This weekend I had the pleasure of moderating Brandon Leach‘s session at Data Saturday Southwest. The topic was “A DBA’s Guide to the Proper Handling of Corruption”. There were some great takeaways and if you get a chance, I recommend you catch it the next time he presents it.
But there was one thing that stood out that he mentioned that I wanted to write about: taking 5 minutes in an emergency. The idea is that sometimes the best thing you can do in an emergency is take 5 minutes. Doing this can save a lot of time and effort down the road.
Now, obviously, there are times when you can’t take 5 minutes. If you’re in an airplane and you lose both engines on takeoff while departing La Guardia, you don’t have 5 minutes. If your office is on fire, I would not suggest taking 5 minutes before deciding to leave the building. But other than the immediate life-threatening emergencies, I’m a huge fan of taking 5 minutes. Or as I’ve put it, “make yourself a cup of tea.” (note I don’t drink tea!) Or have a cookie!
Years ago, when the web was young (and I was younger) I wrote sort of a first-aid quiz web-page. Nothing fancy or formal, just a bunch of questions with hyperlinks to the bottom. It was self-graded. I don’t recall the exact wording of one of the questions but it was something along the lines of “You’re hiking and someone stumbles and breaks their leg, how long should you wait before you run off to get help.” The answer was basically “after you make some tea.”
This came about after hearing a talk from Dr. Frank Hubbell, the founder of SOLO talk about an incident in the White Mountains of New Hampshire where the leader of a Boy Scout troop passed out during breakfast. Immediately two scouts started to run down the trail to get help. While doing so, one slipped and fell off a bridge and broke his leg. Turns out the leader simply had passed out from low blood sugar and once he woke up and had some breakfast was fine. The pour scout with the broken leg though wasn’t quite so fine. If they had waited 5 minutes, the outcome would have been different.
The above is an example of what some call “Go Fever”. Our adrenaline starts pumping and we feel like we have to do something. Sitting still can feel very unnatural. This can happen even when we know rationally it’s NOT an emergency. Years ago during a mock cave rescue training exercise, a student was so pumped up that he started to back up and ran his car into another student’s motorcycle. There was zero reason to rush, and yet he had let go fever hit him.
Taking the extra 5 minutes has a number of benefits. It gives you the opportunity to catch your breath and organize the thoughts in your head. It gives you time to collect more data. It also sometimes gives the situation itself time to resolve.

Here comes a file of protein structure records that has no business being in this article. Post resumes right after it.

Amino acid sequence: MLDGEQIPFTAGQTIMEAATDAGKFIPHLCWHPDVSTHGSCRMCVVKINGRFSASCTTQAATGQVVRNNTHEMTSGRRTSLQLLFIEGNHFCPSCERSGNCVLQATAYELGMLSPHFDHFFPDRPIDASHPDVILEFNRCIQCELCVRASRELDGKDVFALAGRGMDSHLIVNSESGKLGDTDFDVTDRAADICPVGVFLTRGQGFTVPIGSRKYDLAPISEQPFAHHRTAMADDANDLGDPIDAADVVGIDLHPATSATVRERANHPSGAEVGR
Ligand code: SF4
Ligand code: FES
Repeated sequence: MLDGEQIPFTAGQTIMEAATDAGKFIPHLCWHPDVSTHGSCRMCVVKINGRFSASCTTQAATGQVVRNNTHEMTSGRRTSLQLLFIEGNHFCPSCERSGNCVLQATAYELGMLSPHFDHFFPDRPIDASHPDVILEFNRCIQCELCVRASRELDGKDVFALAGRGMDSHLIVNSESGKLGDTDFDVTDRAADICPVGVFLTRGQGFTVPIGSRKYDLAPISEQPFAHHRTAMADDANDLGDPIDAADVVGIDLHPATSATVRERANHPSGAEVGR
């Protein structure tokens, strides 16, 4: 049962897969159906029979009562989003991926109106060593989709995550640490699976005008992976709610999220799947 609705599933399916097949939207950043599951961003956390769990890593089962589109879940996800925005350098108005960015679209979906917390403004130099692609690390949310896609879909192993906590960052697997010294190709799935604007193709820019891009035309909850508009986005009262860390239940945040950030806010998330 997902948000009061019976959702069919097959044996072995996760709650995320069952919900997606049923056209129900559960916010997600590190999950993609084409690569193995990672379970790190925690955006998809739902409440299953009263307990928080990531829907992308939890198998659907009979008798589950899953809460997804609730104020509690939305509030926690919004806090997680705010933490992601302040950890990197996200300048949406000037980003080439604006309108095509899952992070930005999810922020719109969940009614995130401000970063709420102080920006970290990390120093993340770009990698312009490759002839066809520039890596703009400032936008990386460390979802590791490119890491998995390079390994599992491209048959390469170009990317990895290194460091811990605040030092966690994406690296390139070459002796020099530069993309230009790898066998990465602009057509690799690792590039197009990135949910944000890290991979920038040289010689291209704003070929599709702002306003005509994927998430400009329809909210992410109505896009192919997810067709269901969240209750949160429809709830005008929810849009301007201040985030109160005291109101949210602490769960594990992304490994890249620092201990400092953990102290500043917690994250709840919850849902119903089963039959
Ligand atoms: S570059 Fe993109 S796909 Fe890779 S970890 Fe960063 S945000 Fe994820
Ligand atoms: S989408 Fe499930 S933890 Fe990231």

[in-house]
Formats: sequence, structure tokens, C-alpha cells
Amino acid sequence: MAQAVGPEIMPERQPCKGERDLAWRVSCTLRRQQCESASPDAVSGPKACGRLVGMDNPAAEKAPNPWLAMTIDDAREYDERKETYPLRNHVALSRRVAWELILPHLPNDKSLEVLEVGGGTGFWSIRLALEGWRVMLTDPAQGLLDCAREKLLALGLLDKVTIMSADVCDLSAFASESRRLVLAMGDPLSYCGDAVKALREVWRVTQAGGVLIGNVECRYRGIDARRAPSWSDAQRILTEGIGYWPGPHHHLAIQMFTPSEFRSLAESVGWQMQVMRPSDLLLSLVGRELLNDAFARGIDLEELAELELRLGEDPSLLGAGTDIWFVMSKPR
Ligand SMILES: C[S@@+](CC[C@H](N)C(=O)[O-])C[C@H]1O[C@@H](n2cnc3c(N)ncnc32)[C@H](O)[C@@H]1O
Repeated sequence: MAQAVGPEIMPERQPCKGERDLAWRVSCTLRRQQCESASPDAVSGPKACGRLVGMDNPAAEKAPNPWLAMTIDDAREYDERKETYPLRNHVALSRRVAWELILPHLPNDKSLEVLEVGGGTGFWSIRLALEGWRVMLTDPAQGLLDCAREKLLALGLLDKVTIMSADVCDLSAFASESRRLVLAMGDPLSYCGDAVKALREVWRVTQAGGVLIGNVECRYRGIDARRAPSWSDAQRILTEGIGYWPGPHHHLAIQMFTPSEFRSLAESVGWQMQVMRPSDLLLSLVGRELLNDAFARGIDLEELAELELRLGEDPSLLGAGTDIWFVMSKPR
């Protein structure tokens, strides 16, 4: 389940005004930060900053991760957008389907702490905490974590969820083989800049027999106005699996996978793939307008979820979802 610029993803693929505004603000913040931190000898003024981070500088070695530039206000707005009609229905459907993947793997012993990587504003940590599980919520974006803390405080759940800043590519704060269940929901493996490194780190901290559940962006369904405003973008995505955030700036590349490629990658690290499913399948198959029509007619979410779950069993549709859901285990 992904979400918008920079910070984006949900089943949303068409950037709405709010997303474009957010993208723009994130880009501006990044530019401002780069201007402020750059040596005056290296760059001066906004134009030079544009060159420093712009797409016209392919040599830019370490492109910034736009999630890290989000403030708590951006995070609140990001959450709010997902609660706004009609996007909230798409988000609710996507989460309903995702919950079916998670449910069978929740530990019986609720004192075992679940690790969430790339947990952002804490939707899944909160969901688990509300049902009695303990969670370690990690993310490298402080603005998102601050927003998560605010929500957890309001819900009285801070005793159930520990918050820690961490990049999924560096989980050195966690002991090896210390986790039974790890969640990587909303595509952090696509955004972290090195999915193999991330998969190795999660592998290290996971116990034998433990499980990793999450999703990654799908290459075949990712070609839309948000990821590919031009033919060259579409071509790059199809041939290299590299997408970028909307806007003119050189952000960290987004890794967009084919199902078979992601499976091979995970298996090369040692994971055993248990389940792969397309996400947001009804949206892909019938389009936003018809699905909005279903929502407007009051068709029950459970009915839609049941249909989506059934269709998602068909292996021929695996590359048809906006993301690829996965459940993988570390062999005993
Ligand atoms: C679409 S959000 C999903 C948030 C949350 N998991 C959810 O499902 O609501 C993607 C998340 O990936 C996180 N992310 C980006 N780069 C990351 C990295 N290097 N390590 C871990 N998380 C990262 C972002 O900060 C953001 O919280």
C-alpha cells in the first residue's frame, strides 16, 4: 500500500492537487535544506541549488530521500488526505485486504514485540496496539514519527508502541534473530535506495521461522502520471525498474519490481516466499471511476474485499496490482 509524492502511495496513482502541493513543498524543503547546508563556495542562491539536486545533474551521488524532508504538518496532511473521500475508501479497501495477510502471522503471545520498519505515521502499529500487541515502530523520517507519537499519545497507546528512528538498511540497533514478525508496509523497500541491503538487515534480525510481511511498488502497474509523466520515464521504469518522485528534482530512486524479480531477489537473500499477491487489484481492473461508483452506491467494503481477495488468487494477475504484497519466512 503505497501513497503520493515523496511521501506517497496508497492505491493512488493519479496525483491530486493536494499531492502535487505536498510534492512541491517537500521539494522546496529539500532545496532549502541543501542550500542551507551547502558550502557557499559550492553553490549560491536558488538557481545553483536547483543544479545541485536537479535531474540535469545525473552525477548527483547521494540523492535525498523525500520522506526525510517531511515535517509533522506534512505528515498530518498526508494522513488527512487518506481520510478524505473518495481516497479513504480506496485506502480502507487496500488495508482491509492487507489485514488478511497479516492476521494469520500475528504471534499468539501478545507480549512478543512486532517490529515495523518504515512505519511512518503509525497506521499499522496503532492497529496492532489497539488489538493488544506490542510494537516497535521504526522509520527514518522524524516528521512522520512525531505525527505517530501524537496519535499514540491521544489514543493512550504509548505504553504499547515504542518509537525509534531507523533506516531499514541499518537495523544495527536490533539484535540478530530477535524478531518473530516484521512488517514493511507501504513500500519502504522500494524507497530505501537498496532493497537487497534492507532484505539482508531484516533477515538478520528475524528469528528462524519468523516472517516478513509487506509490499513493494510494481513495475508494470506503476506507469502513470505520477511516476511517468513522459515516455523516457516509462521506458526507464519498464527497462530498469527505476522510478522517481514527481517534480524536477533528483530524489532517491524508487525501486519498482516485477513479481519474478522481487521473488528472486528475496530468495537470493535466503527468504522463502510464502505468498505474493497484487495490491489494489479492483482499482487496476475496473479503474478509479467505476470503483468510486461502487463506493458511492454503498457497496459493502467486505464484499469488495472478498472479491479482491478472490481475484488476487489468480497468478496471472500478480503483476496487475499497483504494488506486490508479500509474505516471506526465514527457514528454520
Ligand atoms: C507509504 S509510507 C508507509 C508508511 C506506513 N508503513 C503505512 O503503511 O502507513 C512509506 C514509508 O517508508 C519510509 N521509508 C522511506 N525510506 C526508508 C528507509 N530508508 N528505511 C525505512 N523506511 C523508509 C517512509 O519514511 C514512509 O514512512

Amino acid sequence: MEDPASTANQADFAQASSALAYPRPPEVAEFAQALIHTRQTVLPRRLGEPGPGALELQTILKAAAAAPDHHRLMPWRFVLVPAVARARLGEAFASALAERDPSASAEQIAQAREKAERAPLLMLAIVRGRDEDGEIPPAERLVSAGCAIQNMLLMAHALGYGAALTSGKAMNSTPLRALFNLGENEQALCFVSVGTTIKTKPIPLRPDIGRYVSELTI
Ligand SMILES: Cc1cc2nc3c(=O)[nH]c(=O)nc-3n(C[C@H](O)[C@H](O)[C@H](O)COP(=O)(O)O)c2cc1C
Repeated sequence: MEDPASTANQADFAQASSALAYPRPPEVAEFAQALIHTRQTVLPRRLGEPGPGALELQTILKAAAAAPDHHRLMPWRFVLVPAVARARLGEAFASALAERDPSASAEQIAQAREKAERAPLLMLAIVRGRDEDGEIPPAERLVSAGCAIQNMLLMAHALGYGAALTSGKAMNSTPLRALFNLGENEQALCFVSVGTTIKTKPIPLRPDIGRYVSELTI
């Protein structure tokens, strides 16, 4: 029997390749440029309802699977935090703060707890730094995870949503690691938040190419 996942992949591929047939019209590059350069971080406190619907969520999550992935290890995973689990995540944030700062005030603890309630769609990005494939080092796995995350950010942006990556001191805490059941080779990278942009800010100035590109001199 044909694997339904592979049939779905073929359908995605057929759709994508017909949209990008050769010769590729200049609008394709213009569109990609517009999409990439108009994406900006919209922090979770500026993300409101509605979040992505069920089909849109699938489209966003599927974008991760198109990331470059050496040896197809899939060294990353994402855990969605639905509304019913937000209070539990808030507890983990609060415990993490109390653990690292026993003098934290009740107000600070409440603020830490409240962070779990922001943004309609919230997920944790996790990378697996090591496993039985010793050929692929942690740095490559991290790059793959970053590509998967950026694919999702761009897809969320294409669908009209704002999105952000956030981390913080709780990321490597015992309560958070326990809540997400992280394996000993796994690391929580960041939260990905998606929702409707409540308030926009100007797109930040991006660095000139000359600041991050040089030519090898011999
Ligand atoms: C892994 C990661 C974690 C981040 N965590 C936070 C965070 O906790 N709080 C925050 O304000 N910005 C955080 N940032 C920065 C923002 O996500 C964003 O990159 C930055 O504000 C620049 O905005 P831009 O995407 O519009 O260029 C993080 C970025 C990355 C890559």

But, and Brandon touched upon this a bit, and I’ve talked about it in my own talk “Who’s Flying the Plane”, often for this, you need strong support from management. Management obviously wants problems fixed, as quickly as possible. This often means management puts pressure on us IT folks to jump into action. This can lead to bad outcomes. I once had a manager who told my team (without me realizing it at the time) to reboot a SQL Server because it was acting very slowly. This was while I was in the middle of remotely trying to diagnosis it. Not only did this not solve the problem, it made things worse because a rebooting server is exactly 100% not responsive, but even when it comes up, it has to load a lot of pages into cache and will have a slow response after reboot. And in this case, as I was pretty sure would happen, the reboot didn’t solve the problem (we were hitting a flaw in our code that was resulting in huge table scans). While non-fatal, taking an extra 5 minutes would have eliminated that outage and gotten us that much closer to solving the problem.
Brandon also gave a great example of a corrupted index and how easy it can be to solve. If your boss is pressuring you for a solution NOW and you don’t have the opportunity to take those 5 minutes, you might make a poor decision that leads to a larger issue.
My take away for today is three fold:
- Be prepared to take 5 minutes in an emergency
- Take 5 minutes today, to talk to your manager about taking 5 minutes in an emergency. Let them know NOW that you plan on taking those 5 minutes to calm down, regroup, maybe discuss with others what’s going on and THEN you will respond. This isn’t you being a slacker or ignoring the impact on the business, but you being proactive to ensure you don’t make a hasty decision that has a larger impact. It’s far easier to have this conversation today, than in the middle of a crisis.
- If you’re a manager, tell your reports, that you expect them to take 5 minutes in an emergency.
“Let’s not make things worse by guessing”…
But it is hard, because it’s natural to become hyped. It takes a LOT of training to overcome that (essentially) fight-or-flight reflex. It’s not a natural path because we evolved fight-or-flight for any number of good reasons.
Oh definitely. And of course, there are times when the fight-or-flight is absolutely the best response! So it goes back to training to know when to react, when to pause, etc.